5. 5. Biomechanical Considerations <ul><li>Lateral meniscus covers 84% of the lateral tibial plateau versus 64% for the medial 1 </li></ul><ul><li>More circular than the medial meniscus </li></ul><ul><li>More uniform in width (average, 12 to 13 mm) </li></ul><ul><li>Meniscal Excursion 2 : </li></ul><ul><ul><li>Lateral meniscal motion after 5 to 10 degrees flexion </li></ul></ul><ul><ul><li>Medial meniscal displacement after 17 to 20 degrees of flexion. </li></ul></ul><ul><ul><li>Medial meniscus has limited displacement and rotation due to the posterior oblique ligament. </li></ul></ul><ul><ul><li>Increased mobility of the lateral meniscus can be responsible for the more frequent medial injuries </li></ul></ul>1 Ferrer-Roca O, Vilalta C. Lesions of the meniscus. Part I: Macroscopic and histologic findings. Clin Orthop. 1980;146:289-300. 2 DePalma AF. Diseases of Knee: Management in Medicine and Surgery . Philadelphia: Lippincott; 1954
  6. 6. Diagnosing Tears <ul><li>Medical history 85-98% accurate in diagnosing tears 1 </li></ul><ul><li>MRI 90-98% accurate 2,3 </li></ul><ul><ul><li>Using 3 criteria: abnormal signal, abnormal pathology, truncated or cleft. </li></ul></ul><ul><li>Knee palpation: </li></ul><ul><ul><li>34-58% with ACL injury, 77% without 4,5 </li></ul></ul><ul><li>1 Johnson 1996 2 Brindle 2001 3 Andrish 1996 4 Boeree 1991 5 Anderson 1986 </li></ul><ul><li>Clicking, popping, or locking </li></ul><ul><li>Soreness </li></ul><ul><li>Swelling </li></ul>Symptoms Clinical Examination
  7. 7. Complex Meniscal Tears <ul><ul><li>Radial </li></ul></ul><ul><ul><li>Parrot Beak </li></ul></ul><ul><ul><li>Bucket handle </li></ul></ul><ul><ul><li>Flap </li></ul></ul><ul><ul><li>Peripheral </li></ul></ul><ul><ul><li>Horizontal </li></ul></ul><ul><ul><li>Vertical </li></ul></ul><ul><ul><li>Capsular Separation </li></ul></ul>1 2 3 4 Courtesy of John Crues, MD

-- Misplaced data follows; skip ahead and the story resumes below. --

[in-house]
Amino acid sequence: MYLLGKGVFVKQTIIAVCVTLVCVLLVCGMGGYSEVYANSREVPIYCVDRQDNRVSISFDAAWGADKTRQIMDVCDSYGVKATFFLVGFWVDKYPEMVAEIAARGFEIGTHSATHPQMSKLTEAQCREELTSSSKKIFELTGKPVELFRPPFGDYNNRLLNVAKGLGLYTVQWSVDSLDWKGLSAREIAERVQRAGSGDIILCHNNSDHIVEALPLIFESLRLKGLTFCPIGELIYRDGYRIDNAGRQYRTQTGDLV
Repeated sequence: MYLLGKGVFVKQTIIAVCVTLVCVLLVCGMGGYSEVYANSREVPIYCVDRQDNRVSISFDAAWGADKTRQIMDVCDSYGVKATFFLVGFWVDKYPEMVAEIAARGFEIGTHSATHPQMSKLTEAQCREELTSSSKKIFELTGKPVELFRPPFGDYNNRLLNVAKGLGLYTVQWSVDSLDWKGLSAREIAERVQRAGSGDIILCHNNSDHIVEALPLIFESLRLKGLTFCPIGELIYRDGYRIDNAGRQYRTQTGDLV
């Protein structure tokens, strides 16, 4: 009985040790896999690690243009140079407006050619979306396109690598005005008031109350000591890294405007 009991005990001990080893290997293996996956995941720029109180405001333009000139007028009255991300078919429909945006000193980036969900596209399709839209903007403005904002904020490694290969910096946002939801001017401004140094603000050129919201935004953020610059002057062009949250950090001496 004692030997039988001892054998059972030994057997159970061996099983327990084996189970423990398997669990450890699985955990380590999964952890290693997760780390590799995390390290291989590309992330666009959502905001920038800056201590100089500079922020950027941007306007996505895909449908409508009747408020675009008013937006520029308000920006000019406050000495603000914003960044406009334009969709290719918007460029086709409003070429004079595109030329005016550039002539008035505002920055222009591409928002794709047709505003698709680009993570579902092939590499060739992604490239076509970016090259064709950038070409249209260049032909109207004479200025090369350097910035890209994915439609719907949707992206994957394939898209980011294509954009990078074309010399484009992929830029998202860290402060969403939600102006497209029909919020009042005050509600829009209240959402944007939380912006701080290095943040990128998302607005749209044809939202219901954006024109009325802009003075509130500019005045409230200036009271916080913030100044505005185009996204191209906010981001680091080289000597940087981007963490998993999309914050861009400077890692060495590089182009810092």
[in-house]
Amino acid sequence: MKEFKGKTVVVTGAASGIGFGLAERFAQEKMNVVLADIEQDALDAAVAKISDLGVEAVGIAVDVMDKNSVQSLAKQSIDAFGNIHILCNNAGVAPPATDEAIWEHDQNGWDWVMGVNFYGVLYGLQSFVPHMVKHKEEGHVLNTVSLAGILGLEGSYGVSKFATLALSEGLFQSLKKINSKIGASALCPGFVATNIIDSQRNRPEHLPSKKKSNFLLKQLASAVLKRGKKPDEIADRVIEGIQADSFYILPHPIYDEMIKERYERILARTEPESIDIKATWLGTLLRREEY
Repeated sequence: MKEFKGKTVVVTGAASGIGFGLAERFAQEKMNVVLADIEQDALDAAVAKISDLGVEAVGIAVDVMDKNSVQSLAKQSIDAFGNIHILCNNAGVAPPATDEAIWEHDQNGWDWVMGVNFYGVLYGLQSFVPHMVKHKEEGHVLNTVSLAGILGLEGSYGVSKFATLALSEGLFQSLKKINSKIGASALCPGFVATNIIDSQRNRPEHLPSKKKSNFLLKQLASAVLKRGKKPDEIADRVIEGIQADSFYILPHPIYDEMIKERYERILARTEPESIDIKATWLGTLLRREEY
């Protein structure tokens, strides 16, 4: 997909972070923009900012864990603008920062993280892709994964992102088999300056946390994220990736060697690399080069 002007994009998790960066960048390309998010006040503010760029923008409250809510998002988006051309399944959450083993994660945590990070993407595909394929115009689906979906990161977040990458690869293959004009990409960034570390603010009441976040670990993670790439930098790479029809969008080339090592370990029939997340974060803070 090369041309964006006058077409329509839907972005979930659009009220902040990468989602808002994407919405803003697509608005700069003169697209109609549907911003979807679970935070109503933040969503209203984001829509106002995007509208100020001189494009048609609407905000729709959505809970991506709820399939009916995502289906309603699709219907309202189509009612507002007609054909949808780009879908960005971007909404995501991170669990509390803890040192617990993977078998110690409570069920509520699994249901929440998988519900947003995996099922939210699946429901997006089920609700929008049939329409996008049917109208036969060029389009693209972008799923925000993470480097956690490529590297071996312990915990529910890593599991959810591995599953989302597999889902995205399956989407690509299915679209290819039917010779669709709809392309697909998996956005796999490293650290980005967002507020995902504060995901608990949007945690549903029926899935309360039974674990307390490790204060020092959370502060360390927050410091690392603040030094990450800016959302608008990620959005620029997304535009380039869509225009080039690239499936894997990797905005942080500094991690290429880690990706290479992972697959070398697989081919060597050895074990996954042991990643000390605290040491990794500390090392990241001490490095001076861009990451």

8. 8. Meniscal Tears <ul><li>Abnormal signal with chronic ACL with Vertical Meniscal Tear </li></ul>
  9. 9. Meniscal Tears <ul><li>Abnormal meniscus morphology by MRI </li></ul>
  10. 10. Meniscal Tears <ul><li>Truncated abnormal triangle </li></ul>T1 Sagittal T2 Sagittal
  11. 11. Bucket Handle Tears Courtesy of John Crues, MD
  12. 12. Meniscal Tears <ul><li>Bucket handle </li></ul>T1 Sagittal T2 Sagittal
  13. 13. Meniscal Tears Locked Knee
  14. 14. Meniscal Tears Unstable Fragment
  15. 15. Meniscal Tears Displaced Fragment
  16. 16. Meniscal Cysts <ul><li>Parameniscal Cyst with Meniscal Tear </li></ul>
  17. 17. Popliteal (Baker’s) Cyst <ul><li>Causes </li></ul><ul><li>Torn Meniscus (~80% of all cysts) </li></ul><ul><li>Knee instability </li></ul><ul><li>Arthritis </li></ul><ul><li>Infection </li></ul><ul><li>Acute trauma </li></ul><ul><li>Symptoms </li></ul><ul><li>Posterior knee lump with pain, aching, swelling </li></ul><ul><li>Pronounced when standing </li></ul><ul><li>Sensation of pressure from the lump </li></ul><ul><li>Loss of range of motion from swelling </li></ul><ul><li>Clinical Considerations </li></ul><ul><li>30% recurrence rate </li></ul>